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Asunto:[ajedrezlapalma] 1ª partida Krámnik - Deep Fritz7
Fecha:Sabado, 5 de Octubre, 2002  19:50:05 (+0100)
Autor:Angel Jiménez <aarteaga @...............com>

Por gentileza de Chess Today:

Saludos cordiales,

Angel.

 

DEEP FRITZ - Kramnik,V (2807) [C67]
Brains in
Bahrain Bahrain (1), 04.10.2002
[Maxim Notkin]

1.e4 e5 2.Cf3 Cc6 3.Ab5 Cf6

Again Kramnik plays the Berlin Wall which has brought him so many wins and draws, with the value of wins, against the strongest GMs and first of all Kasparov. 4.0-0 Cxe4 5.d4 Cd6 6.Axc6 dxc6 7.dxe5 Cf5 8.Dxd8+ Rxd8

It can be considered that this ending is difficult for a computer to understand. There are no long calculations, only positional play. The pawn structure favours White as he has an extra pawn on the kingside while on the queens flank Black's majority is depreciated. But White has to be very careful while realizing this advantage because Black's bishops may become very strong in the case of incautious pawn advances. 9.Cc3 h6 10.b3 Re8 11.Ab2 Ae7 [ Another plan frequently played by Kramnik is 11...Ce7 followed by Ng6 and then Nf4-e6 developing the light-squared bishop on the a8-h1 diagonal while the dark-squared bishop sometimes feels alright in his initial position.] 12.Tad1 a5!?

A novelty for this position, but of course a well-known idea in general. White needs to more his knight on from c3 to develop an initiative and Black prepares a5-a4 opening the file for the rook. The natural response 13.a4 weakens White's pawn chain on the queenside. 13...h5 This move guards the knight from g2-g4. The weakening of the g5-square is not as important as the loss of a tempo. 14.Ce2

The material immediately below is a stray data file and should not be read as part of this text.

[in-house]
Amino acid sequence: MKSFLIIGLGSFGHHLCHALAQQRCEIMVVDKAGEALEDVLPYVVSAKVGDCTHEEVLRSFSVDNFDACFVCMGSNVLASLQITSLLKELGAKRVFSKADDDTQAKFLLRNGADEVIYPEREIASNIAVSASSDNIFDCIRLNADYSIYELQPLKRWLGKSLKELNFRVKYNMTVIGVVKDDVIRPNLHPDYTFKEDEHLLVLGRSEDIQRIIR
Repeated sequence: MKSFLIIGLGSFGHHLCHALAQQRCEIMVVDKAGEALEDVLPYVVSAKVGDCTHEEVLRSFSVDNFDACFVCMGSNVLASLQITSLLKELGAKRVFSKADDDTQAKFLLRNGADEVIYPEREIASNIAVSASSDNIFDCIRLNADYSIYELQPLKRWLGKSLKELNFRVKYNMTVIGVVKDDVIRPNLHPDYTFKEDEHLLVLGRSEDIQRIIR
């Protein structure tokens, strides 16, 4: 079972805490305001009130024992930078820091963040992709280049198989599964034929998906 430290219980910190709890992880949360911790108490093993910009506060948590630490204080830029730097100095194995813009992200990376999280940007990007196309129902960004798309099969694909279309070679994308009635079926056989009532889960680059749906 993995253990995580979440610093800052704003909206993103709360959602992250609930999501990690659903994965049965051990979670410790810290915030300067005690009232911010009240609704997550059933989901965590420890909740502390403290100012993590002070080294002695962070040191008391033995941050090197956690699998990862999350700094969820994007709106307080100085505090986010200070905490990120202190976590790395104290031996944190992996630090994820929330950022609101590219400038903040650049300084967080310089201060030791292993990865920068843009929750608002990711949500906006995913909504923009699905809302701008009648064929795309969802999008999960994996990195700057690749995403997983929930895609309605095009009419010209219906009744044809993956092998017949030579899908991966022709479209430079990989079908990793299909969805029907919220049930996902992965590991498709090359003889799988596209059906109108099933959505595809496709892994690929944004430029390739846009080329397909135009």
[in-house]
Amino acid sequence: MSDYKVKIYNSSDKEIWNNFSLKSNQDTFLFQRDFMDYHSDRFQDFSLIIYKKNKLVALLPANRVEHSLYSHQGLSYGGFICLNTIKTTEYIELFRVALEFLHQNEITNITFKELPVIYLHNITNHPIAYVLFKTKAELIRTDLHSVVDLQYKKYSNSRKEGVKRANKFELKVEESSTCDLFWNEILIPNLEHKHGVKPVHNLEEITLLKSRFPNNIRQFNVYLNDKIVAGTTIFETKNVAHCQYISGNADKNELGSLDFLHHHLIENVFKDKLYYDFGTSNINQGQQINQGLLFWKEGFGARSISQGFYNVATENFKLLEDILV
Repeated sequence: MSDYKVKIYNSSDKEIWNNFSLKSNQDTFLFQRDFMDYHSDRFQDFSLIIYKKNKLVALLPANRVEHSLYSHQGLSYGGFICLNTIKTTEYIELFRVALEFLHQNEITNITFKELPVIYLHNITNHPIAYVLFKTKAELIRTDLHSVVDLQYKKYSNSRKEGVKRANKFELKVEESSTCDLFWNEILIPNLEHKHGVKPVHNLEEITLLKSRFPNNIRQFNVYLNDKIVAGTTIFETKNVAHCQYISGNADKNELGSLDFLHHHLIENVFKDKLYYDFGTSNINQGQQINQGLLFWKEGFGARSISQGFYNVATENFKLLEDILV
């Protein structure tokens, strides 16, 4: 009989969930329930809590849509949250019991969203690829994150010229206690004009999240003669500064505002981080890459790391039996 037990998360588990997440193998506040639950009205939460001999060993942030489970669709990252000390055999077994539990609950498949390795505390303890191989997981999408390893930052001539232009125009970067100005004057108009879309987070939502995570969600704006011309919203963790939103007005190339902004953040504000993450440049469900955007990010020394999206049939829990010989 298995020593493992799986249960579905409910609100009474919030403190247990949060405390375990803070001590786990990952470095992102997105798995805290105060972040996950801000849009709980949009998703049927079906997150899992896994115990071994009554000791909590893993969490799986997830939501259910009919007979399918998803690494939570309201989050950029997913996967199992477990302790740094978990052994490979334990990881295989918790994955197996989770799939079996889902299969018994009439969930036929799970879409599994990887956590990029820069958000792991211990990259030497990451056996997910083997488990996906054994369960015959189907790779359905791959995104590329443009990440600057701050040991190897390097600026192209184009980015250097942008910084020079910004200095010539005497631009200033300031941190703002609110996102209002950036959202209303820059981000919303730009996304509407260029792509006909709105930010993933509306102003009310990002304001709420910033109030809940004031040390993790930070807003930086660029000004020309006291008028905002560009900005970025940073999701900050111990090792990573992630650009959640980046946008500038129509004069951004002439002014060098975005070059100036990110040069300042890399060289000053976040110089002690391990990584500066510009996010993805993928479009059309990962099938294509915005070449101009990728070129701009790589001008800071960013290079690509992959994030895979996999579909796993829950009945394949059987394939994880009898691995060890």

[ More flexible than 14.Ce4 Now the knight can choose between d4 and f4] 14...Ae6 15.c4 An interesting idea. White prevents ...Bd5 radically but in the future the b3 pawn's weakness may become a deciding factor. [ The common continuation in this kind of position is 15.Cf4 ] 15...Td8 16.h3 b6 The opponents were biding their time. Now Fritz "sees" the c6 pawn weakened by Kramnik and decides the route of his knight. 17.Cfd4 Cxd4 [ Bad is 17...Ad7? 18.e6!] 18.Cxd4 c5 19.Cxe6 [ 19.Cb5 Txd1 20.Txd1 Ad8 doesn't give much.] 19...fxe6 20.Txd8+ Rxd8 21.Ac1 Rc8 White can't let the adversary take the open file. 22.Td1 Td8 23.Txd8+ Rxd8

The bishop ending requires precise play from Black but very soon Fritz transposes the game into a dead drawn pawn ending. 24.g4 g6 [ Bad is 24...hxg4 25.hxg4 g5 because it makes the h3 square available for the White's king. Let's look how it works: 26.f4 gxf4 27.Axf4 Re8 28.Rg2 Rf7 29.Rh3 Rg6 30.Ag3 Af8 ( 30...Ag5 31.Ah4 Af4 32.Af6) 31.Ah4 Ag7 32.Af6! Axf6 33.exf6 Rxf6 34.Rg3 Rg5 35.Rf3 and despite the extra pawn the ending is lost for Black e.g. 35...e5 36.Re4 Rxg4 37.Rxe5 Rf3 38.Rd5 Re3 39.Rc6 Rd4 40.Rxc7 Rc3 41.Rxb6 Rxb3 42.Rb5!] 25.h4?

[ Of course 25.Rg2 preserved some winning chances. White's idea is simple - to centralize the king and to play f4-f5 making use of his kingside majority. To save the game Black needs to activate his bishop at the proper time. The following continuation is possible: 25...Re8 26.Rf3 Rf7 27.Re4 hxg4 28.hxg4 Ah4! ( otherwise it will be too late e.g. 28...Ad8 29.f4 Ae7 30.f5 Ah4 31.Ah6! gxf5+ 32.gxf5 followed by Kf4 and Bg5-d8) 29.f4 Ae1 30.f5 gxf5+ 31.gxf5 Re7 32.Ag5+ Rd7! 33.Rf4 Ac3 and White is unable to convert his advantage into a win.] 25...hxg4 [ The trap consists in 25...Axh4 26.g5 and the bishop has no where to go. But in fact Black can fall into it. After 26...Axf2+! 27.Rxf2 Black's king goes to b7 and even b3-b4 doesn't destroy this fortress.] 26.Ag5 Axg5 27.hxg5 Re8 28.Rg2

No place to pass through. Draw agreed. 1/2-1/2

 













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